Istanbul: A cargo vessel carrying more than 3000 tonnes of corn from Ukraine drifted aground in Istanbul on Thursday, halting shipping on Turkey’s Bosphorus strait in the first such incident since a United Nations-brokered export deal in July.
The Istanbul governor’s office and a shipping firm said the 173-metres Lady Zehma was safely grounded and anchored after a rudder failure around 1800 GMT.
No one was hurt and Coast Guards were attending, the office said. Its bow was about 150 metres from shore in the busy Bebek neighbourhood, according to a witness and Refinitiv Eikon data.
Ukraine’s grain exports slumped after Russia invaded the country on February 24 and blockaded its Black Sea ports, driving up global food prices and prompting fears of shortages in Africa and the Middle East.
Three ports were unblocked under the deal signed on July 22 by Moscow and Kyiv, and brokered by the UN and Ankara.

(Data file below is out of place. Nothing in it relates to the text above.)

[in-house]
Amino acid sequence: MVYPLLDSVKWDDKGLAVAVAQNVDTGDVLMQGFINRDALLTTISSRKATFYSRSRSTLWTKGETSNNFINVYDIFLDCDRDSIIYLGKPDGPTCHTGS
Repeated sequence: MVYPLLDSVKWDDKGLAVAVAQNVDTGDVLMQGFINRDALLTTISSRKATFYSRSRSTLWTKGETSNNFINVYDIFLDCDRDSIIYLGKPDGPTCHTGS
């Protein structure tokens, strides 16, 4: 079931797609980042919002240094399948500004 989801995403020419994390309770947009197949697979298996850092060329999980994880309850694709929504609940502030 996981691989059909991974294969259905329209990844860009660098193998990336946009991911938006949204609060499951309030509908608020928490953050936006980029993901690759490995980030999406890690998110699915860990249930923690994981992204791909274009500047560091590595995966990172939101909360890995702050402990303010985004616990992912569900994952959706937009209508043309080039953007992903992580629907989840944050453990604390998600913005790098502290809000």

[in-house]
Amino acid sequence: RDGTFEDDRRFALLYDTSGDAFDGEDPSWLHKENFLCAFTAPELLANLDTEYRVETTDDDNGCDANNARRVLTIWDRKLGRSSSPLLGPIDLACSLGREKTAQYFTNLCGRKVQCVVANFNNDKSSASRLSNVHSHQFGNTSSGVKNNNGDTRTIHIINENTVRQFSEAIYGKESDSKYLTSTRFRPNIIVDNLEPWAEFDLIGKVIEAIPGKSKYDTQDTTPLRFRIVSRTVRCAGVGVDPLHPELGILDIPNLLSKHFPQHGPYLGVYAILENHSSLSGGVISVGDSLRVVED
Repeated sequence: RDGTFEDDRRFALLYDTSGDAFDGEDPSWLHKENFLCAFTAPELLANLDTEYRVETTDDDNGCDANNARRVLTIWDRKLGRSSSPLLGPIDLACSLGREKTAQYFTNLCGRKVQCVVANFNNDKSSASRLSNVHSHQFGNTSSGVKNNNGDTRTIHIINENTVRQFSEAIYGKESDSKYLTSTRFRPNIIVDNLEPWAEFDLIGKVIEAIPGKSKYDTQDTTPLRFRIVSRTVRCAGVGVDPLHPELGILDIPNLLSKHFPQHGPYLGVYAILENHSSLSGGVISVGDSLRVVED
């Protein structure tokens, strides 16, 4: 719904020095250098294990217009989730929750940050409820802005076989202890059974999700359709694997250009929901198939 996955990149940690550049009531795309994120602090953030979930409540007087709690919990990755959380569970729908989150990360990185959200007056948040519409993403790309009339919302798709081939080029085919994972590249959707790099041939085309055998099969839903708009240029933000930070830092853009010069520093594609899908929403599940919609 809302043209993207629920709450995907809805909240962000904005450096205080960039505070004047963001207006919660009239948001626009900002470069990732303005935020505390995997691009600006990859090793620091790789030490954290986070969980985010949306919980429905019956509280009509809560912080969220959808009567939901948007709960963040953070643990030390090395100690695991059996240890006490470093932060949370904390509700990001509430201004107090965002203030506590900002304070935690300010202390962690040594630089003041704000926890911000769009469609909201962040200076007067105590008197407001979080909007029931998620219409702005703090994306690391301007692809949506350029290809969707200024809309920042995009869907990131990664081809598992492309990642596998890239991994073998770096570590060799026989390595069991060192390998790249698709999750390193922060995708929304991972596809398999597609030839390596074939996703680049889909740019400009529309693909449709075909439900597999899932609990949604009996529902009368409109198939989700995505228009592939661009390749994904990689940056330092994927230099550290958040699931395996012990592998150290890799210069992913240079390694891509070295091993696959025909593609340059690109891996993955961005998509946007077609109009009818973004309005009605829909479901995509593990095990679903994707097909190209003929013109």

The Istanbul-based Joint Coordination Centre (JCC) – which oversees the agreement and includes UN, Russian, Ukrainian and Turkish officials – told Reuters the ship “got stranded during her passage from the strait (and) an emergency boarding operation is underway” by Turkish authorities.
Earlier this week the JCC said the Lady Zehma was cleared to depart Ukraine’s Chornomorsk port for Ravenna, Italy, with 3000 tonnes of corn. Turkey’s Tribeca shipping firm said it contained 30,274 tonnes of corn.
As of Wednesday, some 1.55 million tonnes of grain and other foodstuffs had been exported from Ukraine under the deal, while 139 inbound and outbound voyages had been enabled, the JCC said.